So what does it say about our lifestyle if our natural supply isn’t sufficient and so we risk our lives to get more? It says we are stressed, isolated and untrusting.

(Note: college itself is enjoyable and teaches people valuable skills. This thread is not opposed to “learning things,” just to an economic system that separates people from their loved ones.)

13 thoughts on “Why is community dead: In which I blame colleges.

  1. but look at it this way: you can fuck a lot more people now. Like, a LOT more people. Because they’re all strangers, but they’re strangers to each *other* as well, and strangers aren’t going to go around talking about how you fucked them and immediately left.

    and the type of person who wants us all to go to college and get good jobs is the type of person who considers fucking lots of people to be the good life.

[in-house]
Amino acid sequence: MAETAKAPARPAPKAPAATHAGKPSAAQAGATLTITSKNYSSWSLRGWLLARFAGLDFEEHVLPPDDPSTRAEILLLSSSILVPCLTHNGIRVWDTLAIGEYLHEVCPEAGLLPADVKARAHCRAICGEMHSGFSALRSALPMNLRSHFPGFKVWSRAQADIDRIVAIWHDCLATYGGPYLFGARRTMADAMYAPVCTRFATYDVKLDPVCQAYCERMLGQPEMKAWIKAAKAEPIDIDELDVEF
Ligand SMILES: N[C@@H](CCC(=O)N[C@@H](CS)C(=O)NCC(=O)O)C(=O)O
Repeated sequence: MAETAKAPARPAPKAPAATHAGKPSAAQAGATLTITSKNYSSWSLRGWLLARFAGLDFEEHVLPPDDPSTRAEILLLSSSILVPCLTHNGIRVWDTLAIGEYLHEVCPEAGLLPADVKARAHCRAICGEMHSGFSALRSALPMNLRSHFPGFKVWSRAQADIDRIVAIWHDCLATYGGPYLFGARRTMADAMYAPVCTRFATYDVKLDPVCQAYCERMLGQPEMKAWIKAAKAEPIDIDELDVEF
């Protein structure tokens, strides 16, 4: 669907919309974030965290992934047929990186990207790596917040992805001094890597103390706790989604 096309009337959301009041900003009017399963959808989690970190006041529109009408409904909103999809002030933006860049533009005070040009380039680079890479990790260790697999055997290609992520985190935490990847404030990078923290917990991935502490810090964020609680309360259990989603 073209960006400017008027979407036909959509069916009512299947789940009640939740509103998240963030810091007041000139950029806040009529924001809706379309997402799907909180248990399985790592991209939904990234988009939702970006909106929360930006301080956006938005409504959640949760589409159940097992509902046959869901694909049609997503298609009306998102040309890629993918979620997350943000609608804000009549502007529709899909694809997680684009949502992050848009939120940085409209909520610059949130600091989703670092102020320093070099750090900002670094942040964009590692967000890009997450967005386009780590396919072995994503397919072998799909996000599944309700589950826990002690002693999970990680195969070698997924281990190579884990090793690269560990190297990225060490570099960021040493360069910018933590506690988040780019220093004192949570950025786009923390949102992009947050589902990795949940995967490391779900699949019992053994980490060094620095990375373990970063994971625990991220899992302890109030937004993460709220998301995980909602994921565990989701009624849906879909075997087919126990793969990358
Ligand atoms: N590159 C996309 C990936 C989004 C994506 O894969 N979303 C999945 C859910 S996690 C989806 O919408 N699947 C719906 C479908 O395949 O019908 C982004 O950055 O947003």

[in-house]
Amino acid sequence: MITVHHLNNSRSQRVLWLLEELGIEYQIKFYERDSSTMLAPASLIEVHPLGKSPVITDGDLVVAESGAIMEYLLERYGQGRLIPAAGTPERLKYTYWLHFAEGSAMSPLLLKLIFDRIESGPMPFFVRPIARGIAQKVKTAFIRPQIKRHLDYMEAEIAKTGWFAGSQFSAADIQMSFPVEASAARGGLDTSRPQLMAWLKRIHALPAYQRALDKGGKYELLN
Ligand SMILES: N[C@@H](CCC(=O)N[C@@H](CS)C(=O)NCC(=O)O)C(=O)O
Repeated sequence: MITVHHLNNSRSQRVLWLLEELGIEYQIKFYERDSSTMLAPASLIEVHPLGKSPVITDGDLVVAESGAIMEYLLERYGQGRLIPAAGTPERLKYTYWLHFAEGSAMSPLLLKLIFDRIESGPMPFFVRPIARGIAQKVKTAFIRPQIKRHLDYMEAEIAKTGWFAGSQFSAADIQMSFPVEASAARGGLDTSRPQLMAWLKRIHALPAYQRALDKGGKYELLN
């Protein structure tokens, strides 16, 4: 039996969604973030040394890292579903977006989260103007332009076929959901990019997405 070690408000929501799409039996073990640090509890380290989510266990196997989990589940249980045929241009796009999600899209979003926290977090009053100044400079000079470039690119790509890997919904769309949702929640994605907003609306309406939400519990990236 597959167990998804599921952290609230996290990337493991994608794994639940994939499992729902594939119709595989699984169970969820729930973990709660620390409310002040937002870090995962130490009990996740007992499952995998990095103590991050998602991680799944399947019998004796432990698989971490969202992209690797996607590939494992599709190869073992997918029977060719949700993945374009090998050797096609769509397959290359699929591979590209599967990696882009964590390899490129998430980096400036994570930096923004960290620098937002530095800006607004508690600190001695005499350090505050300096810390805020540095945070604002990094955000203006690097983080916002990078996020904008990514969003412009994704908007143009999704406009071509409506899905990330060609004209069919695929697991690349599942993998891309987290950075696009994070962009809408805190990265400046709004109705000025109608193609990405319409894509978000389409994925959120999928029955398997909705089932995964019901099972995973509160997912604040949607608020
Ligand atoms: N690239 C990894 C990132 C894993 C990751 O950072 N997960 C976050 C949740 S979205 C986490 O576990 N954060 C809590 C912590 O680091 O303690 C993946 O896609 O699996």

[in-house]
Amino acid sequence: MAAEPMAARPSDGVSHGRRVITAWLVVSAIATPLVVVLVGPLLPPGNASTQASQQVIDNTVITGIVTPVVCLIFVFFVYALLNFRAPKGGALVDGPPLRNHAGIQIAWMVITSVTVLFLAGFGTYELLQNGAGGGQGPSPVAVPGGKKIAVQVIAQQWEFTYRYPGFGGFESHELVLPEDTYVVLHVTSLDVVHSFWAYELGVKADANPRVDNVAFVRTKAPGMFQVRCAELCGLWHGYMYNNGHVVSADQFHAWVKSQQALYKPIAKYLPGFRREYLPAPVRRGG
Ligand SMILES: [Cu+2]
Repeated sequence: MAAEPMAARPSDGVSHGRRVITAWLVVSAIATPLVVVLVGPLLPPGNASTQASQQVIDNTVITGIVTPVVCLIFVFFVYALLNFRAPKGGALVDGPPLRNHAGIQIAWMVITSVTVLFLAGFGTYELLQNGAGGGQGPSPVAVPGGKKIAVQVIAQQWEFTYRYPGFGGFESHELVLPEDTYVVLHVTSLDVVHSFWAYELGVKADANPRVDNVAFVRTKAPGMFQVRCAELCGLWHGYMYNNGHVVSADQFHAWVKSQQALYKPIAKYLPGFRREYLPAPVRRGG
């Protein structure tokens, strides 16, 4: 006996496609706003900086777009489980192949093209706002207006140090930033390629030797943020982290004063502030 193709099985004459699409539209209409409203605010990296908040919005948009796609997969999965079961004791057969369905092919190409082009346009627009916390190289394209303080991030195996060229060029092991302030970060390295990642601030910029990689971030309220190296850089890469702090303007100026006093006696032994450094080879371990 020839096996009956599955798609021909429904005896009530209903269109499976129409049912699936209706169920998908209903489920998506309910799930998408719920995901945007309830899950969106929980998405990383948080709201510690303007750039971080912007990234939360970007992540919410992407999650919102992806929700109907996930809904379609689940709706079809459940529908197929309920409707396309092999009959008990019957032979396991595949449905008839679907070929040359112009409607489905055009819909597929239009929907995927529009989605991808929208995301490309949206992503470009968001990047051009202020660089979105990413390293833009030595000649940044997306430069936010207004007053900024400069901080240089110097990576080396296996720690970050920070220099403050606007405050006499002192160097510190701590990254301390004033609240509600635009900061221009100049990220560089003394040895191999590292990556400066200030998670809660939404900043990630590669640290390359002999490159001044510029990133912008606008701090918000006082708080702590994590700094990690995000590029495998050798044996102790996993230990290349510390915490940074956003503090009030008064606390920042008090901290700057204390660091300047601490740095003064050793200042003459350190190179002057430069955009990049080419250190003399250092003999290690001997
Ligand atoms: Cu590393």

2. I guess it’s not only colleges, but an economic system that does not create jobs in rural towns (maybe inevitable) and a social system that create atomized cities. In addition, White people are individualistic so they don’t make friends easily.


  3. college (with a few exceptions for some STEM Courses) does not teach valuable skills. And when opportunity cost is taken into account of working and learning during that time period on the job, it’s a veritable disaster. It’s mostly signalling, not adding to human capital. A very bad equilibrium where everyone pursuing their individual interest to signal has led to horrible social outcome where young people waste years of their lives in a morally corrupting hedonistic environment that functions as a progressive seminar of sorts pumping out fanatics.